Although scientists will be receiving much more data around 9 PM EST tonight about Pluto and its moons, below is one of the closest images sent back of Pluto from New Horizons:
Never heard of New Horizons before today?
As part of NASA’s New Frontiers program, New Horizons was built by in collaboration with the Southwest Research Institute and the Applied Physics Laboratory to study Pluto, its moons as well as the Kuiper Belt – the region of the Solar System beyond the planets. By studying Pluto and the Kuiper belt, scientists hope to have a better understanding of how our Solar System formed.
So why is this a big deal? We’re glad you asked:
For the latest on the New Horizons mission, visit www.nasa.gov. If you’re reading this now (July 14th), check out NASA Television for their “New Horizons ‘Phone Home’ Countdown!
You have probably noticed this video making its rounds on social media. In the video you are introduced to the Julie and Scott Brusaw, the creators of Solar Roadways. It goes through how beneficial they could be for the economy and the environment and is a very entertaining video to boot. When I first watched this video, I was all about this idea. How cool would it be to jump start the economy with a huge infrastructure project like this?!
However, as Dave from EEVblog and Thunderf00t explain, many of the claims in the Solar Freakin’ Roadways video are unsubstantiated, untested, or even implausible. For example, Scott Brusaw claims we will run out of asphalt in 50 years because it comes from fossil fuels. Except asphalt is the most reused material with over 99% of removed asphalt getting reused.
The Brusaw’s have not produced any stop tests on this surface with vehicles traveling at real-world speeds and conditions. How will wet conditions affect the stopping distance on these solar roadways? No one knows because no one has performed real-world tests.
Roads are dirty. There’s no avoiding that. But what is going to happen to the glass surface when relatively hard dirt (usually small quartz grains) is driven on top of over and over again? It’s going to scratch the glass, making it less transparent (therefore allowing less light through, lowering the efficiency of the solar panels), wearing away the textured surface. Check out the pictures of their proposed that surface:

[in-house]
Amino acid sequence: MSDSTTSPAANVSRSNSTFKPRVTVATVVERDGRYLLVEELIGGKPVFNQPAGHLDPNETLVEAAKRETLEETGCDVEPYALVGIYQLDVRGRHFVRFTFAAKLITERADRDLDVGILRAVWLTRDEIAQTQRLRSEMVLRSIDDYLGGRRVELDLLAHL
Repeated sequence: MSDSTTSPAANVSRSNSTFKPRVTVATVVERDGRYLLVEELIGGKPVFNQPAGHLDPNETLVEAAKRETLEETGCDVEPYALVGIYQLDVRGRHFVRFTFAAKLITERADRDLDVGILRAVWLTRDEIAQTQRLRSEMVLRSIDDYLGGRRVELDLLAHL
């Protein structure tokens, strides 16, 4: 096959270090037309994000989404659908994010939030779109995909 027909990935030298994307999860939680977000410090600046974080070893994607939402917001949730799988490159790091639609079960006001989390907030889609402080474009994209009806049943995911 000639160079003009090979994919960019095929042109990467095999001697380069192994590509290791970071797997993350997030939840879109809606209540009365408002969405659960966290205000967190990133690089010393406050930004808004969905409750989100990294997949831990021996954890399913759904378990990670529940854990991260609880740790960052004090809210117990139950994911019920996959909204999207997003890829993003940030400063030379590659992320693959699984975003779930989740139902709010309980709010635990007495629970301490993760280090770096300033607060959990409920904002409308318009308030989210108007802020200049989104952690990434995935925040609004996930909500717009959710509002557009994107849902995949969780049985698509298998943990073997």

It looks knobby, almost like bubble wrap. Imagine what driving over that at 50 miles per hour would sound like! It would be loud – kind of like driving in a Jeep Wrangler with knobby tires or driving in the rumble strip of a highway. The sound alone, I think, is enough to keep this idea on the drawing board.
Thick glass will lower the solar panel output and make the LEDs really hard to see in broad daylight, especially when you consider the low angle at which they’ll be viewed. Speaking of angles, a solar roadway would be lying flat on the ground, not facing toward the sun. This lowers the efficiency of the panels by up to 18%.
A different company, SolaRoad, has installed a 230-foot prototype solar pathway in the Netherlands. This solar pathway was featured in numerous mainstream media sources, including Popular Mechanics. It has been active for six months and the data are in: it produced more energy than originally thought! But wait… what does that mean, exactly?
As EEVblog’s video explains, not that much. As it turns out the pathway did not produce any more electricity than a similarly sized rooftop solar array. In fact, a rooftop solar array would have TWICE the output per area of a solar pathway at a fraction of the cost and inconvenience.
So what should we be putting our time and resources toward?
The short answer: above us, not below us. There are many advantages to putting solar panels on top of parking lots like some stadiums and colleges are doing. South Korea put solar panels above a bike lane that is located in the median of a major highway as shown below:
Putting solar panels under the road makes no sense at all and will never be more efficient than putting panels on a roof. There are just too many disadvantages – both physical and financial – in building roadways (or bike paths) out of solar panels. Back to the drawing board with this one.
It seems like every other week there’s a new study that says coffee is good for us, but then another study comes out that says it’s bad for us. So which is it?
Well, it turns out the media doesn’t always tell us the whole story (who knew!). Drinking coffee (in reasonable amounts) is actually good for you! But what about the studies that say it’s bad for you?
Doctor Aaron Carol explains the evidence.
To The Research!
We’re all familiar with rain – moisture condensed from the atmosphere that falls visibly in individual drops. But did you know that rain drops actually go against the laws of physics?
MinuteEarth explains why it is physically impossible for raindrops to form simply through condensation alone.